A problem with Section 8 vouchers that is rarely talked about is that studies have shown that vouchers tend to drive up rents in areas with a lot of Section 8 vouchers. The higher rents hurt renters who don’t have Section 8 vouchers. Spreading the vouchers around as mentioned above would help with that problem but increasing funding for Section 8 vouchers would tend to make the problem worse for lower-income renters who don’t qualify for Section 8 vouchers.

3) Single-Family Zoning

The Biden plan also attacks single-family zoning, “Exclusionary zoning has for decades been strategically used to keep people of color and low-income families out of certain communities.” This is the only part of Biden’s housing plan that has gotten much media attention and that’s because Donald Trump attacked the idea and said he reversed an Obama-Biden regulation that gave the government the power to “abolish single-family zoning.”

See the fifth and sixth bullets in the next section for two zoning-related programs in Biden’s housing plan.

The most contentious issues for city councils, whether Democrat or Republican, are rezoning issues. Trump is tapping into the strong emotions surrounding local zoning changes. 

It’s interesting to note that some conservative think tanks also believe, like Biden, that single-family zoning should be more flexible and allow higher density housing.


New Programs In The Biden Housing Plan

  • A new “Homeowner and Renter Bill of Rights”
  • A new renter’s tax credit
  • Creating the Public Credit Reporting Agency, a federal credit reporting agency that will accept rent and utility bill payment history when creating credit scores similar to FICO scores.
  • Legal Assistance to Prevent Evictions Act of 2020
  • Identify existing federal grant programs that can be changed to require recipients to have to reform their zoning.
  • Legislation similar to the proposed HOME Act of 2019 to withhold some federal funds from states unless they develop “inclusionary zoning”
  • Applying the Community Reinvestment Act to mortgage and insurance companies
  • Expand the Low-Income Housing Tax Credit for real estate developers.
  • Apply the 10-20-30 plan to all federal programs – at least 10% of the money must go to areas that have had 20% or more poverty over the last 30 years
  • Continue to require communities receiving certain federal funds to be subject to the Affirmatively Furthering Fair Housing Rule.
  • Expand the Good Neighbor Next Door program down-payment assistance for first responders and educators buying homes in areas with high rates of poverty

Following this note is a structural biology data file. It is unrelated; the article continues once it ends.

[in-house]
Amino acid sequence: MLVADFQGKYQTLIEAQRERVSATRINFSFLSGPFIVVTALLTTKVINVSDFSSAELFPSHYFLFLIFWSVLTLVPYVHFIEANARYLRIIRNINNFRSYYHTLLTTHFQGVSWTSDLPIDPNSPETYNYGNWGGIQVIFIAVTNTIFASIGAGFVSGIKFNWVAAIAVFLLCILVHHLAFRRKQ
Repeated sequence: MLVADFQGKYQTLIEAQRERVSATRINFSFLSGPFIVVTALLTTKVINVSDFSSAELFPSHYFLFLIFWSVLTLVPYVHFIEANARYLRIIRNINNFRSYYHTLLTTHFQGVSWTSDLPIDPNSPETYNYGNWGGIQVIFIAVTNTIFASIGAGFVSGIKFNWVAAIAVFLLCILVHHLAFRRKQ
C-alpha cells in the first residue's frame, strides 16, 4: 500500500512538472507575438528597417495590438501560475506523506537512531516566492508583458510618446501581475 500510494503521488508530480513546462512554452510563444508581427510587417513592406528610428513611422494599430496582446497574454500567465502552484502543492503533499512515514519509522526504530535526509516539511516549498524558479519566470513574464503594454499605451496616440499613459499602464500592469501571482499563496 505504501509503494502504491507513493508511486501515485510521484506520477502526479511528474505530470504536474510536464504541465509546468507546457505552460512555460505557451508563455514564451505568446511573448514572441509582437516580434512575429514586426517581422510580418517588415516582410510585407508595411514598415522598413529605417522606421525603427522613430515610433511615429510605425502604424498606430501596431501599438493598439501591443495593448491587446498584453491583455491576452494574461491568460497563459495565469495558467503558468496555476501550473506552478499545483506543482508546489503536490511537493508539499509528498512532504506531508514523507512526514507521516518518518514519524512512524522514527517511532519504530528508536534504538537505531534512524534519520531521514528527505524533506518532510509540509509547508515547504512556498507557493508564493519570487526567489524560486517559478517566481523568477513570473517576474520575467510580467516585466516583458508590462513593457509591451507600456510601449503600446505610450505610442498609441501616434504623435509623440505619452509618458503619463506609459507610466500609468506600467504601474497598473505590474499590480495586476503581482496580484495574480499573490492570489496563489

• Ensuring 100% of formerly incarcerated individuals – at the federal and state level – have housing upon release, and require entities in federal housing programs to participate.
  • Create a comprehensive housing grant program tailored to survivors of domestic and sexual violence
  • Tackle racial bias that leads to homes in communities of color being assessed by appraisers below their fair value

New Money For Old Programs In The Biden Housing Plan

According to the policy paper, “As President, Joe Biden will invest $640 billion over 10 years so every American has access to housing that is affordable, stable, safe and healthy, accessible, energy efficient and resilient, and located near good schools and with a reasonable commute to their jobs.”

  • Within the HOME program, establish a $100 billion Affordable Housing Fund to construct and upgrade affordable housing, including;
  • $65 billion in new incentives for state housing authorities, 
  • $10 billion to make homes more energy efficient, and 
  • $5 billion to increase the stock of affordable housing as part of larger community development efforts.
  • $20 billion increased funding for the Housing Trust Fund.
  • $13 billion over five years to enact the Ending Homelessness Act..
  • $10 billion over ten years to expand flexible funding for the Community Development Block Grant.
  • $5 billion every year to expand the New Markets Tax Credit program 
  • $300 million for Local Housing Policy Grants
  • Increase resources for mental health services and substance use disorder treatment, including through the Projects for Assistance in Transition from Homelessness program.
  • Increase funding for the Multi-Family Direct Loans and the Single Family Direct Loans programs at USDA.
  • Expand funding for the Community Development Financial Institutions Fund
  • Expand access to the Supportive Housing for the Elderly (“Section 202”) and Supportive Housing for Individuals with Disabilities (“Section 811”) programs.

“For all of these new housing investments, those receiving assistance will be required to abide by Davis-Bacon Act wage requirements” and the use of project labor agreements is encouraged.